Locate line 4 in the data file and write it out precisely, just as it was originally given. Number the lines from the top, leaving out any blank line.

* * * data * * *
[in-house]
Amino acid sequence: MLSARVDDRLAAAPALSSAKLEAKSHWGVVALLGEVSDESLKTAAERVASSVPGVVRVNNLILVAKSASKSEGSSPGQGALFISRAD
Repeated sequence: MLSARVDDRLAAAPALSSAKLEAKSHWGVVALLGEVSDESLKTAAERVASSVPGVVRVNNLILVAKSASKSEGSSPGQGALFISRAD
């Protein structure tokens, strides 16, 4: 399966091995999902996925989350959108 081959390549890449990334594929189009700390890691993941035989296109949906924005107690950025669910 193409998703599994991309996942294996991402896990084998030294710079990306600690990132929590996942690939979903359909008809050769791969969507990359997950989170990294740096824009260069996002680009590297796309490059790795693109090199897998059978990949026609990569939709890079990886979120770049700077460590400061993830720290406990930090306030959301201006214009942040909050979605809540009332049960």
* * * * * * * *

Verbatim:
């Protein structure tokens, strides 16, 4: 399966091995999902996925989350959108 081959390549890449990334594929189009700390890691993941035989296109949906924005107690950025669910 193409998703599994991309996942294996991402896990084998030294710079990306600690990132929590996942690939979903359909008809050769791969969507990359997950989170990294740096824009260069996002680009590297796309490059790795693109090199897998059978990949026609990569939709890079990886979120770049700077460590400061993830720290406990930090306030959301201006214009942040909050979605809540009332049960």